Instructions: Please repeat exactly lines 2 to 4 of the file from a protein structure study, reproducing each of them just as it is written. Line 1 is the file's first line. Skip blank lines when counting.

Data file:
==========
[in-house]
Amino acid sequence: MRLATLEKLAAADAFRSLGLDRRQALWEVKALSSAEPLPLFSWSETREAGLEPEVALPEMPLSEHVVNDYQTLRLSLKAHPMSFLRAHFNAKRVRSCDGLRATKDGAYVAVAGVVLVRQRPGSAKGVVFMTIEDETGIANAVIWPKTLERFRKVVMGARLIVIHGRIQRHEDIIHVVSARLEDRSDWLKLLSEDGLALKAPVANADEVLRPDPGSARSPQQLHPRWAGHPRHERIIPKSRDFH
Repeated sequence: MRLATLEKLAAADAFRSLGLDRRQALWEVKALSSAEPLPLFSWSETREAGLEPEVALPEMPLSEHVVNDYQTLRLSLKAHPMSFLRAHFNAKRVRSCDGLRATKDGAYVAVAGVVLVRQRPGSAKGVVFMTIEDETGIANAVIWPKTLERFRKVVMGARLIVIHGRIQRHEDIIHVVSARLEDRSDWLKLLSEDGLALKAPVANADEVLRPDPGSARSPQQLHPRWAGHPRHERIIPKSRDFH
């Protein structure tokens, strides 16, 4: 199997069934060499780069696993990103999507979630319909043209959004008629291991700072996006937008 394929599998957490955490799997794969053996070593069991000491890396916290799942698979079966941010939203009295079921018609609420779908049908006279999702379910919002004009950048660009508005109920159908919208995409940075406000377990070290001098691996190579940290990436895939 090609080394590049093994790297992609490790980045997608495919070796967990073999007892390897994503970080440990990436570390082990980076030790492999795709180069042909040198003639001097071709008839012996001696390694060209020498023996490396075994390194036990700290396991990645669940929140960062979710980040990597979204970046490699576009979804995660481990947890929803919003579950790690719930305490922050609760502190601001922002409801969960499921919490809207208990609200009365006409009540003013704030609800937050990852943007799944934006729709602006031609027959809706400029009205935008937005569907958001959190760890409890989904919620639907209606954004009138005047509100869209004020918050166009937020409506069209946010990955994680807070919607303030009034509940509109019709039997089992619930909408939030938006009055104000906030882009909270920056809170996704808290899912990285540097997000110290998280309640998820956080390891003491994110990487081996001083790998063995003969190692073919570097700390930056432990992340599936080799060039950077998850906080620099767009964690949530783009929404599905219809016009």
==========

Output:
Amino acid sequence: MRLATLEKLAAADAFRSLGLDRRQALWEVKALSSAEPLPLFSWSETREAGLEPEVALPEMPLSEHVVNDYQTLRLSLKAHPMSFLRAHFNAKRVRSCDGLRATKDGAYVAVAGVVLVRQRPGSAKGVVFMTIEDETGIANAVIWPKTLERFRKVVMGARLIVIHGRIQRHEDIIHVVSARLEDRSDWLKLLSEDGLALKAPVANADEVLRPDPGSARSPQQLHPRWAGHPRHERIIPKSRDFH
Repeated sequence: MRLATLEKLAAADAFRSLGLDRRQALWEVKALSSAEPLPLFSWSETREAGLEPEVALPEMPLSEHVVNDYQTLRLSLKAHPMSFLRAHFNAKRVRSCDGLRATKDGAYVAVAGVVLVRQRPGSAKGVVFMTIEDETGIANAVIWPKTLERFRKVVMGARLIVIHGRIQRHEDIIHVVSARLEDRSDWLKLLSEDGLALKAPVANADEVLRPDPGSARSPQQLHPRWAGHPRHERIIPKSRDFH
């Protein structure tokens, strides 16, 4: 199997069934060499780069696993990103999507979630319909043209959004008629291991700072996006937008 394929599998957490955490799997794969053996070593069991000491890396916290799942698979079966941010939203009295079921018609609420779908049908006279999702379910919002004009950048660009508005109920159908919208995409940075406000377990070290001098691996190579940290990436895939 090609080394590049093994790297992609490790980045997608495919070796967990073999007892390897994503970080440990990436570390082990980076030790492999795709180069042909040198003639001097071709008839012996001696390694060209020498023996490396075994390194036990700290396991990645669940929140960062979710980040990597979204970046490699576009979804995660481990947890929803919003579950790690719930305490922050609760502190601001922002409801969960499921919490809207208990609200009365006409009540003013704030609800937050990852943007799944934006729709602006031609027959809706400029009205935008937005569907958001959190760890409890989904919620639907209606954004009138005047509100869209004020918050166009937020409506069209946010990955994680807070919607303030009034509940509109019709039997089992619930909408939030938006009055104000906030882009909270920056809170996704808290899912990285540097997000110290998280309640998820956080390891003491994110990487081996001083790998063995003969190692073919570097700390930056432990992340599936080799060039950077998850906080620099767009964690949530783009929404599905219809016009």